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Will PCBA assembly process damage PCBS?
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Will PCBA assembly process damage PCBS?

Will PCBA assembly process damage PCBS?

A few years ago, a colleague contacted me with a question: "How can we weld a plate with a Tg of 180°C or even 200°C at 225-245°C without damaging the plate?" Even with lead boards, the peak reflux temperature is much higher than the Tg of the board. How is that possible?"

The answer is simple. Every time a printed circuit board is exposed to welding temperatures, it breaks. This applies not only to lead-free welding applications, but also to eutectic welding composed of tin lead. Tg is one of several parameters to pay attention to. In the case of Tg, many designers refer to this value as a measure of stability. High Tg products have less thermal expansion on the Z axis. Below Tg, the laminate epoxy system is hard and strong. You can expect a thermal expansion rate of about 25 ppm /°C. Above Tg, the epoxy becomes soft and flexible. Compared to the expansion rate of less than Tg value, the expansion rate can be up to 10 times the expansion rate when the epoxy resin is soft and flexible.74 (1)

The parameter that best determines when a board begins to experience thermal damage is called the maximum continuous operating temperature (MOT). MOT is a parameter tested and certified by Underwriters Laboratories (UL). Bare plate manufacturers should go through their most disruptive process to construct a qualified sample and submit it to UL for compliance testing. Boards with a certified MOT of 130°C will not cause thermal damage in the field when exposed to temperatures of 130°C or lower. Above the MOT value, the epoxy resin made of the PCB begins to decompose at the molecular level. As molecular bonds break due to thermal stress, energy is released. The energy released shows up as smoke. The higher the temperature the board is exposed to, the faster the damage occurs. The damage is cumulative.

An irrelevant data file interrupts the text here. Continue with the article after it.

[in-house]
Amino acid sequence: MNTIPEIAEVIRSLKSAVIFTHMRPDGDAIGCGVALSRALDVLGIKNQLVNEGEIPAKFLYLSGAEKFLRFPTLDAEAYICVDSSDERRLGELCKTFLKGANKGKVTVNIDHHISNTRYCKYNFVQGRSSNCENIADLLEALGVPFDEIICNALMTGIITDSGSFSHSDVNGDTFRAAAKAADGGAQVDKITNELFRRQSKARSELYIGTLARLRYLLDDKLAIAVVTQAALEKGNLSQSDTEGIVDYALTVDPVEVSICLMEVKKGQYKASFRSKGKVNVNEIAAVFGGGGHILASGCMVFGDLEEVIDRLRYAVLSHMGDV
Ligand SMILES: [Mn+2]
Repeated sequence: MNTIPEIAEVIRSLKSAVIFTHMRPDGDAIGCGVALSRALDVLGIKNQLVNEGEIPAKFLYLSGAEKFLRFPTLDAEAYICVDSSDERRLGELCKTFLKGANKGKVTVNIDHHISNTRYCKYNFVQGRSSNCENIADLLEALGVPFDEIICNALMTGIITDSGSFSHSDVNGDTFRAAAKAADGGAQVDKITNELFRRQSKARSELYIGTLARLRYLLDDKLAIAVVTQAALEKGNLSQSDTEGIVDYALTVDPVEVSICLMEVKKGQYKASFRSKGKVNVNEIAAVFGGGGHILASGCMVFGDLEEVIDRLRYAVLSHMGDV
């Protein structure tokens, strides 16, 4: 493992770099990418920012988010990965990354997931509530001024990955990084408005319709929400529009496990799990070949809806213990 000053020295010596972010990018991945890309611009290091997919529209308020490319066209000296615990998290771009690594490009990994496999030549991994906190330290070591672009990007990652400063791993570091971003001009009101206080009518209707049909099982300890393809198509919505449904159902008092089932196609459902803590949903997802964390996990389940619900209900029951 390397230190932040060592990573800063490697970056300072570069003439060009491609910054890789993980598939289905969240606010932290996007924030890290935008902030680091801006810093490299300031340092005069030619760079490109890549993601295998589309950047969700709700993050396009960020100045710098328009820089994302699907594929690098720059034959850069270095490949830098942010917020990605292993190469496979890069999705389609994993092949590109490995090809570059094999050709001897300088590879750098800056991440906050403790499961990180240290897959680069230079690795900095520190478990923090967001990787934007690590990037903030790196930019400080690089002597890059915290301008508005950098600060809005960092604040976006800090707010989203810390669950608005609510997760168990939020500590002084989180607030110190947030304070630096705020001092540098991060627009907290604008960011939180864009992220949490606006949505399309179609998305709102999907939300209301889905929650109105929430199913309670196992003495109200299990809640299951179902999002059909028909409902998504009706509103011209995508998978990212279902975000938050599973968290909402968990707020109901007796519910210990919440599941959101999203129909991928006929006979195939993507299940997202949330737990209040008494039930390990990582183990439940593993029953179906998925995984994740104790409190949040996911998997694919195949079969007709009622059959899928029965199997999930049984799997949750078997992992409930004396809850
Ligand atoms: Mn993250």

The drying and baking moisture on the PCB is well demonstrated to be the damage threshold. For PCBS, the dry baking temperature must be higher than the boiling point of water (100°C) but lower than the MOT. In theory, you can dry a circuit board with a MOT of 120°C at 110°C for a year, and the epoxy resin from which the PCB is made will not suffer thermal damage. Similarly, if the dry baking temperature is 121°C, the epoxy will begin to suffer damage. One degree above MOT, in theory, could take months to do real damage. At 300°C, PCB damage is so rapid that delamination occurs in less than a minute. The higher the temperature, the less time it takes to burn off the epoxy from the PCB. In fact, the MOT is the test value. The actual PCB may exceed this value by several degrees.

Every time a printed circuit board is exposed to assembly temperatures, the epoxy that holds the PCB together is damaged. This is the case with conventional eutectic welding temperatures and lead-free welding temperatures. This is where the decomposition temperature (Td) value comes from. By definition, this is the temperature at which a 5% weight loss occurs through thermogravimetric analysis (TGA). Decomposition is the breaking of chemical bonds in a resin system. The epoxy in the laminate is basically burning. A weight loss of 2% to 3% of this nature will adversely affect circuit performance. The damage caused by decomposition is cumulative. This limits the number of lead-free assembly cycles at temperature on the printed circuit board.

The higher the Td, the slower the burn rate. Materials with Td equal to or below 300°C are suitable for eutectic tin-lead welding. Materials with Td above or above 300°C are more suitable for lead-free welding. In this case, the higher the Td value, the higher the heat resistance of the epoxy resin, and the better. The high rated Td material will still burn off, but the decay rate is slower. Laminates that meet the requirements for lead-free assembly are usually phenolic cured epoxy systems. The phenolic cured epoxy resin system usually has a higher Td than the traditional butyl wax cured epoxy resin system. For this reason, dice cured epoxy resin systems are not considered lead-free assembly friendly.

Welding has always caused damage to printed circuit boards. The destructiveness of tin-lead welding is not enough to cause great concern about the temperature of eutectic welding. Lead-free welding is and should remain a concern for everyone.

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